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The installer should give you the option to mount other partitions to various parts of the filesystem, in which case you tell it to mount that partition as the new /home but don't format it.
Alternately, you could tell the installer nothing about that partition so that it installs everything to the first partition, and then manually set up /home on the other partition after the system is installed.
Just like MS3FGX described. I'll add to it only that even though the installation programs may differ in their outlook, they all (if they do allow you to do manual partition, which all should) provide you with two things to do in the "partitioning step": first create the partitions to use, then map the partitions to mount points. Sometimes partitioning is done first and "marking partitions to mountpoints" later (Slackware setup, for example), sometimes they are done in the same place (Ubuntu alternate disc setup, for example).
Slackware for example asks you to partition your disk prior to running the setup program, using fdisk or cfdisk, and this step you do as you'd usually do, but just leave the partition where your /home used to be, intact. Then you proceed to setup and set up swap, then set up root partition and then set the partition that contains home directories to be mounted under /home - Slackware's setup says at this point something like "select any extra partitions you want to use and choose their mountpoints". Simply set it to be mounted under /home then, and the setup does as wanted. The partition won't get formatted, because you didn't format it prior to setup, and when setup asks, you say "no thanks, don't format".
Or if the partitioning tool has something like one window for selecting the filesystem for a given partition and the other options including mount point, you fill the information as needed (but don't change filesystem - that forces you to format the partition) and make sure the box "format partition" is not checked. And continue.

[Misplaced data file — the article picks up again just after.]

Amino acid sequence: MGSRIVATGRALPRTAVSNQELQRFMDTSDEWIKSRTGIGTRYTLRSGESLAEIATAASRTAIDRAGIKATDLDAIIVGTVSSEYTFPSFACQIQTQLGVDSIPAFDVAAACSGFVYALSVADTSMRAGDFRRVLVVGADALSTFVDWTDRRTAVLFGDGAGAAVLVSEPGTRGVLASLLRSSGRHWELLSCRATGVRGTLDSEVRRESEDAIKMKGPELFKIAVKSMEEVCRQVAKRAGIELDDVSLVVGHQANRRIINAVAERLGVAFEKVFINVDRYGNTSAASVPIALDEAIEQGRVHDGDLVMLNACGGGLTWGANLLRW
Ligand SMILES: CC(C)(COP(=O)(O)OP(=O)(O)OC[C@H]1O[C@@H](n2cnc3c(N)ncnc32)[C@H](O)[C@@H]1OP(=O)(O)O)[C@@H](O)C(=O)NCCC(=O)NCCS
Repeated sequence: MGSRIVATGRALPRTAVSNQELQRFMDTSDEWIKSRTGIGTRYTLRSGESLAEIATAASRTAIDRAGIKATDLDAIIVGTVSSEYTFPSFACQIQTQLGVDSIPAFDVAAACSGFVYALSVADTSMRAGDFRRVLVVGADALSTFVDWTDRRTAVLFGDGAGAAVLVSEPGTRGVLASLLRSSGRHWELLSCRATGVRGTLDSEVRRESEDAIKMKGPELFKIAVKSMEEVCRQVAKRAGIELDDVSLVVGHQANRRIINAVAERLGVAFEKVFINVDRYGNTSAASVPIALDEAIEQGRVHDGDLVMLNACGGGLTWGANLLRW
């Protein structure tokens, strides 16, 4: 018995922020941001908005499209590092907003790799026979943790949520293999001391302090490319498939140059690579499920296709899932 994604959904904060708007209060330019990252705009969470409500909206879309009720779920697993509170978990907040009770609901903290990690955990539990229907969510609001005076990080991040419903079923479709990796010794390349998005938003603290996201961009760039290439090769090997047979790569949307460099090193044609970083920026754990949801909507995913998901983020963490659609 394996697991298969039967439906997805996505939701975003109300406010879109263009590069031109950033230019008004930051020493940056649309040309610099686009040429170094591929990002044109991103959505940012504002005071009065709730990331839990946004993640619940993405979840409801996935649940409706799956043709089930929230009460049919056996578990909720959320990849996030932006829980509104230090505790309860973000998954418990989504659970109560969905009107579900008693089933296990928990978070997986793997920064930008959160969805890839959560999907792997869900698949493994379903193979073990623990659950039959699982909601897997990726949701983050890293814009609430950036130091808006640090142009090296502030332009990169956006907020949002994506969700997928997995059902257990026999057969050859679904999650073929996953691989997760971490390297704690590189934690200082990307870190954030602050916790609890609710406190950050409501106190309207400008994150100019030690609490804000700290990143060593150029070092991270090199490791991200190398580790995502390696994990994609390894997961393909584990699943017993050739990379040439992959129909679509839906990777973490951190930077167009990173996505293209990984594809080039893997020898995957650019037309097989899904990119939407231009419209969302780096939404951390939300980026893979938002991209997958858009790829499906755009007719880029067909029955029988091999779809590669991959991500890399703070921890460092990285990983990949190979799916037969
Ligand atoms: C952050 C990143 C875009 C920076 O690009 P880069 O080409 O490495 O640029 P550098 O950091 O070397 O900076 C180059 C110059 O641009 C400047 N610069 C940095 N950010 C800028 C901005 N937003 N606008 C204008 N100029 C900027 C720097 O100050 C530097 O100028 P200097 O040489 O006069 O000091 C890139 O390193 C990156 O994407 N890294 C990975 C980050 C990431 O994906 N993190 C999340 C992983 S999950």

The same applies to other mount points than home as well; they are simply partitions that contain a filesystem and data, and the setup wants to know where (in the filesystem tree) you want to mount them and possibly if you'd like to format them to use some filesystem, which is not necessary. It's just the same if you would do it after the setup yourself, add entries to /etc/fstab, but easier during the setup..and if you start thinking about it, you could mount the home partition as /stuff, then set the necessary configurations (like $HOME variable and such) to point there and you could have your "home" called "stuff" instead, and it would probably work - unless some programs have hard-wired path for /home, which they shouldn't have. I think only root partition must be selected (and set a mount point of /) during setup, so the system knows where root is, but the rest are up to you to add.
Don't forget to reuse swap partition either, if you want. It's small compared to nowadays' disk spaces, but reusing is always saving space.
It might look something very like that, but with the 'M' replaced by a 'G'?
The previous answers were correct, but I'd just like to add one thing: remember that the Unix-y way of doing things stores the configuration files for the various programs that you use in the home directory as hidden files (files whose name starts with a '.'). The potential issue here is that if you are upgrading from one verion to another of your distro, or, more likely, if you are distro hopping, there is an issue whether these configuration files should be stored or blown away and a fresh set installed.
I'm not sure that there is an 'algorithmic solution' that is guaranteed to always work, but if you have difficulties with a certain app after the process, you might try blowing away the old config file manually and re-installing.